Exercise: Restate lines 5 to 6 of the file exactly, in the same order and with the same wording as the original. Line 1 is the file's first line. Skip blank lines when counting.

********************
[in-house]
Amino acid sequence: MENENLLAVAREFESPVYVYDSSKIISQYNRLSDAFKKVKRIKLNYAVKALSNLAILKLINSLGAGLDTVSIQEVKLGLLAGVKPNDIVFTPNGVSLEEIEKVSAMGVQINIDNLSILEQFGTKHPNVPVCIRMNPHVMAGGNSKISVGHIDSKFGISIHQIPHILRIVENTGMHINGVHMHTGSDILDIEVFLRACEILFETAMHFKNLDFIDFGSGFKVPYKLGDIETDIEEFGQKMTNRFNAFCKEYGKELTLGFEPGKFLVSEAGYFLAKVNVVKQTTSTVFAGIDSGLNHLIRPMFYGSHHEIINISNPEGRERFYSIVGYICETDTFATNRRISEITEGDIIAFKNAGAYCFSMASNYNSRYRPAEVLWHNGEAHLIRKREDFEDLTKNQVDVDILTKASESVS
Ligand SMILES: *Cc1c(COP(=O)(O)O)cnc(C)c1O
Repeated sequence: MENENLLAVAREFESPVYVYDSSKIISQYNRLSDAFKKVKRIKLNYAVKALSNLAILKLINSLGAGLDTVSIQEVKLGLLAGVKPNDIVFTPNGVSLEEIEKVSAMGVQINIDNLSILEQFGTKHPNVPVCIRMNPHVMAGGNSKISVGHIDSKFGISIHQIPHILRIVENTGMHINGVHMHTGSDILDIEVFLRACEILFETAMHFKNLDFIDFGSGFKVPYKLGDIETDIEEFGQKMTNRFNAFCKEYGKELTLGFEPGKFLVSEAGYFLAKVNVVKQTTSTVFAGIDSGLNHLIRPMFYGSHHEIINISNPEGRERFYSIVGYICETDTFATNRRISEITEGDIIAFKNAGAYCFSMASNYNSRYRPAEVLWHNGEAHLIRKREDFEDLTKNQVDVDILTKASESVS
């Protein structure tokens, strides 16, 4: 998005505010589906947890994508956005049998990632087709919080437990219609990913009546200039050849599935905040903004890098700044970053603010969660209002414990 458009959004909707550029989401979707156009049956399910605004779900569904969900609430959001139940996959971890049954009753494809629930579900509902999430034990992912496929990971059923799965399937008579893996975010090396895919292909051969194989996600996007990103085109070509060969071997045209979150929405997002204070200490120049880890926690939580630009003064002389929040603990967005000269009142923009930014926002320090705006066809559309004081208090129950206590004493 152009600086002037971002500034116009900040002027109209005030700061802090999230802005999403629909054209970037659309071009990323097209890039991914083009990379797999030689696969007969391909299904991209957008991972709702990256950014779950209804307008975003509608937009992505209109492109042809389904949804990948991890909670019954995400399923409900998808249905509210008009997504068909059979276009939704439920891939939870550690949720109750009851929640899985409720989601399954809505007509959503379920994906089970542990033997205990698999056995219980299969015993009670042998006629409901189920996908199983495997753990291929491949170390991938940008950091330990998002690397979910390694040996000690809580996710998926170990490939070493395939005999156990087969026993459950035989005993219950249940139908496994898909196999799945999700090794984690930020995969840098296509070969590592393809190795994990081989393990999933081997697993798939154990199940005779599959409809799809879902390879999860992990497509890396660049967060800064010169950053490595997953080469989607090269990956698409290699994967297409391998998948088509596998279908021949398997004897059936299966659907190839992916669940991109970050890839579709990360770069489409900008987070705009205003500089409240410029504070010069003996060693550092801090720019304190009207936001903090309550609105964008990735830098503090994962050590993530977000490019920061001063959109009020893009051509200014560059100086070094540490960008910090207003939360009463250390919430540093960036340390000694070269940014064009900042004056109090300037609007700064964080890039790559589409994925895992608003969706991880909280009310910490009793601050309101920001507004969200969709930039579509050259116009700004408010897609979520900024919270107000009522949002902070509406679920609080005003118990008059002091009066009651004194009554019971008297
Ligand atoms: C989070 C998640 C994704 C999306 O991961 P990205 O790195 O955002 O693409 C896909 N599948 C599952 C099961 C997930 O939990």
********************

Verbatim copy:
């Protein structure tokens, strides 16, 4: 998005505010589906947890994508956005049998990632087709919080437990219609990913009546200039050849599935905040903004890098700044970053603010969660209002414990 458009959004909707550029989401979707156009049956399910605004779900569904969900609430959001139940996959971890049954009753494809629930579900509902999430034990992912496929990971059923799965399937008579893996975010090396895919292909051969194989996600996007990103085109070509060969071997045209979150929405997002204070200490120049880890926690939580630009003064002389929040603990967005000269009142923009930014926002320090705006066809559309004081208090129950206590004493 152009600086002037971002500034116009900040002027109209005030700061802090999230802005999403629909054209970037659309071009990323097209890039991914083009990379797999030689696969007969391909299904991209957008991972709702990256950014779950209804307008975003509608937009992505209109492109042809389904949804990948991890909670019954995400399923409900998808249905509210008009997504068909059979276009939704439920891939939870550690949720109750009851929640899985409720989601399954809505007509959503379920994906089970542990033997205990698999056995219980299969015993009670042998006629409901189920996908199983495997753990291929491949170390991938940008950091330990998002690397979910390694040996000690809580996710998926170990490939070493395939005999156990087969026993459950035989005993219950249940139908496994898909196999799945999700090794984690930020995969840098296509070969590592393809190795994990081989393990999933081997697993798939154990199940005779599959409809799809879902390879999860992990497509890396660049967060800064010169950053490595997953080469989607090269990956698409290699994967297409391998998948088509596998279908021949398997004897059936299966659907190839992916669940991109970050890839579709990360770069489409900008987070705009205003500089409240410029504070010069003996060693550092801090720019304190009207936001903090309550609105964008990735830098503090994962050590993530977000490019920061001063959109009020893009051509200014560059100086070094540490960008910090207003939360009463250390919430540093960036340390000694070269940014064009900042004056109090300037609007700064964080890039790559589409994925895992608003969706991880909280009310910490009793601050309101920001507004969200969709930039579509050259116009700004408010897609979520900024919270107000009522949002902070509406679920609080005003118990008059002091009066009651004194009554019971008297
Ligand atoms: C989070 C998640 C994704 C999306 O991961 P990205 O790195 O955002 O693409 C896909 N599948 C599952 C099961 C997930 O939990």